My love affair with telephone boxes has waxed and waned boosted by images of Doctor Who (preferably the dashing Peter Davison not the overdone Tom Baker) emerging from the Tardis and knocked down by the reality of smelly, vandalised roadside call boxes.
Even in the UK it's hard to find one now days which makes the telephone box styled entrance to London Xpress even more poignant for expats and lovers of curious anomalies.
Positioned in the thriving top precinct of Logan Road, London Xpress is a little different from it's neighbours Pearl, Canvas, 1889 Enotecca and Crosstown Eating House. It's really just a simple cafe with a theme of British food.
Owners Jay 'coffeenoisseur' and Satty 'coffeenista' Bassi are British by birth with origins in Liverpool and Yorkshire. Jay has lived in Australia for 14 years and Satty for four years. Both have experience in hospitality and readily extend a welcome to their customers.
The cafe menu includes normal burgers and pies but also some specials that will put a smile on an ex-pom's face like pork pies, cornish pasties, linconshire sausages, eccels cakes and bakewell tarts. Most of these are imported from a manufacturer on the Gold Coast.
I tried a cornish pastie, bakewell tart and eccels cake. All were perfectly acceptable commercial quality but I would love to taste home made versions of the same.
Only open for a few weeks, the cafe is still finding it's place. Satty has plans to import sweets from the UK including chocolate limes and bon bons along with drinks like Tizer, Irn-brew and Tango.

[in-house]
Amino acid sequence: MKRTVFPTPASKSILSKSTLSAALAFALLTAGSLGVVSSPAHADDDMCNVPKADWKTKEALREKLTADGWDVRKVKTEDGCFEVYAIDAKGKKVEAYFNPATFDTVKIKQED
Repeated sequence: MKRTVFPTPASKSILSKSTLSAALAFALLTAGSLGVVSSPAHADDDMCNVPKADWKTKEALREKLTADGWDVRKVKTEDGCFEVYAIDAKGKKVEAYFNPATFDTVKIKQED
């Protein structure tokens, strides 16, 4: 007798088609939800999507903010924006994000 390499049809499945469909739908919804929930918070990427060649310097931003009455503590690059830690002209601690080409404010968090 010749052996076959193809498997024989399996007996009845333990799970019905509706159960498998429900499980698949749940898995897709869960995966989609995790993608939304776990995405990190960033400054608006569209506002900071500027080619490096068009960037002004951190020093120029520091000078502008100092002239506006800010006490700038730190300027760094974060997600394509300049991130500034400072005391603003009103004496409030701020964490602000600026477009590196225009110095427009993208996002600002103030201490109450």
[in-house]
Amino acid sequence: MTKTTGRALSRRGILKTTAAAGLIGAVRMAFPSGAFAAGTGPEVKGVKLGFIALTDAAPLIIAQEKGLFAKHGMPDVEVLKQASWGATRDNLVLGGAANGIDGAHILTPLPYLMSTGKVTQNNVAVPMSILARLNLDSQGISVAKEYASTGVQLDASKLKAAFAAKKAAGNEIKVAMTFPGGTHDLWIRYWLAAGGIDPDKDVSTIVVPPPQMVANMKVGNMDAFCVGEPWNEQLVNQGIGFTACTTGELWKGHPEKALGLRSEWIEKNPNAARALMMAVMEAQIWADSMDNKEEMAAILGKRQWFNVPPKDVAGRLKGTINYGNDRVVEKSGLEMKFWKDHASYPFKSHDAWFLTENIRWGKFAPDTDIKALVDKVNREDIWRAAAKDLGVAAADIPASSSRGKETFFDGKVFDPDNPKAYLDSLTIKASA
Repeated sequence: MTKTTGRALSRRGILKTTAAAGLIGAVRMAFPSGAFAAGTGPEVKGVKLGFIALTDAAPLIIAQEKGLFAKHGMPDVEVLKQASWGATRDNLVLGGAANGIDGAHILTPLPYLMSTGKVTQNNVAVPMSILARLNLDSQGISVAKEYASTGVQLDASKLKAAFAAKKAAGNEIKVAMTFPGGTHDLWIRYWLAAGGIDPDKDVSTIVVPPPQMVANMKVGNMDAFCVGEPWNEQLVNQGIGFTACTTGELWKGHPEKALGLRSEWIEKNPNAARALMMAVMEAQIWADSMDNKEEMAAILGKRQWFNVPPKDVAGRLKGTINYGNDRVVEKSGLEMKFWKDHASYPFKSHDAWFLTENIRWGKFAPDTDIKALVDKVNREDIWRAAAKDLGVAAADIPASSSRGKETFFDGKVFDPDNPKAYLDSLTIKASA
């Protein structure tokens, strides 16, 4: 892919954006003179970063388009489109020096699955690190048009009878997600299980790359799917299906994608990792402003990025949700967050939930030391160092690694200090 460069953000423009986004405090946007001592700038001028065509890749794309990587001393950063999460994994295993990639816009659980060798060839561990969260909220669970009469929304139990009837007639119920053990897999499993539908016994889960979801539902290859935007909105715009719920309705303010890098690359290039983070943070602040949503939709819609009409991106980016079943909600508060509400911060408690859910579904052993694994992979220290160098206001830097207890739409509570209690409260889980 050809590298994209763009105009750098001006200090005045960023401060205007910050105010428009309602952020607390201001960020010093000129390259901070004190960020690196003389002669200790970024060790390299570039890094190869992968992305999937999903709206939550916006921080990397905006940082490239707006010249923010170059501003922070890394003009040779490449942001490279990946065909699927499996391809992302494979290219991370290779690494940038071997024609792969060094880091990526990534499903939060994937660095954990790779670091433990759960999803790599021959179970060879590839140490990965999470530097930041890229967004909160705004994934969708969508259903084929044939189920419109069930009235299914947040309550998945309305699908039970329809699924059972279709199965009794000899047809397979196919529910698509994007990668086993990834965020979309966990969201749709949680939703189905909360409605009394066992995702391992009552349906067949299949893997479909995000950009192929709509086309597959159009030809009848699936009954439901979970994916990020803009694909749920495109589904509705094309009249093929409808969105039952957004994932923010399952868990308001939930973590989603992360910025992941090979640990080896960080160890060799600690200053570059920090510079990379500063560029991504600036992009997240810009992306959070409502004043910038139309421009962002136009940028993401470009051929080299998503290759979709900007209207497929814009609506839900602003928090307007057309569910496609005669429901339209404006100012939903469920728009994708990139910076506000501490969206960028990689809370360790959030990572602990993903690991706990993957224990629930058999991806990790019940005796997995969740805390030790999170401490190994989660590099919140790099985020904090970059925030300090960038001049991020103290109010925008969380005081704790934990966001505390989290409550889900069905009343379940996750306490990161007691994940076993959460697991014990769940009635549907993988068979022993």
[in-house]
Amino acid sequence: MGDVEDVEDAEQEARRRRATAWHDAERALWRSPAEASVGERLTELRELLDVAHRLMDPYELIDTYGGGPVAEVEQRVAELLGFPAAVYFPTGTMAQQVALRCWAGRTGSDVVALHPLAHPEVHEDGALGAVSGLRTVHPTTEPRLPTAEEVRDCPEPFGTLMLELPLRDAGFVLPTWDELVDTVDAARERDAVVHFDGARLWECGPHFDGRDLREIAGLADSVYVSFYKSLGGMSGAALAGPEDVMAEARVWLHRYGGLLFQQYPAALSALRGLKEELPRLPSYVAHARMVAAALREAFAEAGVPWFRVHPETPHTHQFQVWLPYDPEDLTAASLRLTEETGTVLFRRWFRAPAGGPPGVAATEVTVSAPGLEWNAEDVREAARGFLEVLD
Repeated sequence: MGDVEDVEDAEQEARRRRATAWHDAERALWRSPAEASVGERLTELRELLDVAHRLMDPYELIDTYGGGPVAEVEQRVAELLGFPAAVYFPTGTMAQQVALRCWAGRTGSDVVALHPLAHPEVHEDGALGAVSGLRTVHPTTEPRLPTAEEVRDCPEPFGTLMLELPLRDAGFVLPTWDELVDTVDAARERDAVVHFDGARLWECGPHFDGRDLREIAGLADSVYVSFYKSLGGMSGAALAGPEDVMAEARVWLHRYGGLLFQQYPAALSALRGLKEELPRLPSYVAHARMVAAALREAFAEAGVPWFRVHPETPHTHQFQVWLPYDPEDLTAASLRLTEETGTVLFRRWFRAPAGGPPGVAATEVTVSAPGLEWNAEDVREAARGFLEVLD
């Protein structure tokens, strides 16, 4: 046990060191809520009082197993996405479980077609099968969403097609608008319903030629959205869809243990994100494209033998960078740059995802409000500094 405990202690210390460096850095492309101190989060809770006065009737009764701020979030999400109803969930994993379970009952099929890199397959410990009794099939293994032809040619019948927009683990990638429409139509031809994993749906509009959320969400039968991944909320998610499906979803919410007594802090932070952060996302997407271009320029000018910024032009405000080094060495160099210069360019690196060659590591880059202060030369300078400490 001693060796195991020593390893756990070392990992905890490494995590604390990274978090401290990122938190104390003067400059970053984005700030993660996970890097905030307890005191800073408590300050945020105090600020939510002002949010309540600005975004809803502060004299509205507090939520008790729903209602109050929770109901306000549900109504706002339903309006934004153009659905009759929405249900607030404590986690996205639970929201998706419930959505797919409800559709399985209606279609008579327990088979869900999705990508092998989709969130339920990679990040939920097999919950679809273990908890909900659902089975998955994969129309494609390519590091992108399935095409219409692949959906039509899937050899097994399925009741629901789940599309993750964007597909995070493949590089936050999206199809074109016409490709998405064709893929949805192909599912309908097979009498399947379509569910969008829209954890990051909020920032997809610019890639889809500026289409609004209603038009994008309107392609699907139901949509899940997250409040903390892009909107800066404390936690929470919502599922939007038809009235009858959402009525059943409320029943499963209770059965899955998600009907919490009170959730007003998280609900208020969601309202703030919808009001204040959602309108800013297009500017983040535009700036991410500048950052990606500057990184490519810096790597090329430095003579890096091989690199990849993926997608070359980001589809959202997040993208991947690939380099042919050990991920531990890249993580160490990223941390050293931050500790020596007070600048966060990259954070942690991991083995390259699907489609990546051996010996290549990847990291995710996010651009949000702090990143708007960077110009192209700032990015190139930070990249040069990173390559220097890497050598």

There will also be a take home selection with tea bags, pork pies and sausages.
The coffee is Aromas and I did like the sweet touch of crushed Flake chocolate on top.
Football fans will be overjoyed by the big screen on the wall and plans to open London Express for breakfast on mornings when games start early. There's also free wifi.
Bottom line: The British twist lifts this cafe above the ordinary, just. Coffee was good.
22 Logan Road, Woolloongabba ph 3161 8989
Open seven days from 6.30am
22 Logan Road, Woolloongabba. 3161 8989
One of the joys of my job is being invited to special dinners and the Petaluma Winemaker's Dinner at Sake is one pleasure I'll remember for a while.
I really enjoy the clean fresh flavours of Japanese food and the light handed cooking style however my partner, K2, is not such a fan. He's still dealing with a double brush with ciguatera from his youth and his eyes glaze over at the thought of raw or semi cooked fish. But he's a trooper and no doubt lured by the thought of a night of exceptional wines, he agreed to come with me. And the up side of this is that I always get to eat his oysters!
Before we adjourned to Sake's private dining room we met the delightful Penny Jones, one of Petaluma's wine makers. Penny has been working for Petaluma for seven years and says she spends most of her time at the winery working rather than attending dinners and looking glamorous.
Listen to her stories about working during the winery's busy period with 12 hour shifts six days a week, and that's not including the change over time, and you'd have to agree that it's a job for people with passion.
Here's the seven course dinner which was prepared by Head Chef Shinichi Maeda -
|white soy snapper matched with Petaluma Hanlin Hill Riesling 2010|
|Steamed prawn dumplings matched with Petaluma Hanlin Hill Riesling 2004|
|Tempura Oyster with Japanese tartare matched with Petaluma Hanlin Hill Riesling 1999|
|Ocean trout belly nigiri - Petaluma Piccadilly Valley Chardonnay 2009|
|Miso marinated chicken with Petaluma Piccadilly Valley Chardonnay 2009|
|Beef teriyaki with sauteed shiitake and buckwheat with Petaluma Shiraz 2005|
|Yuzu tart with Petaluma Botrytis Sauvignon Semillon 2010|
|This wine is still waiting for its formal label.|
45 Eagle Street, Eagle Street Pier, Brisbane CBD.
45 Eagle Street, Eagle Street Pier, Brisbane CBD.
Disclaimer: Ed+bK was a guest of Sake.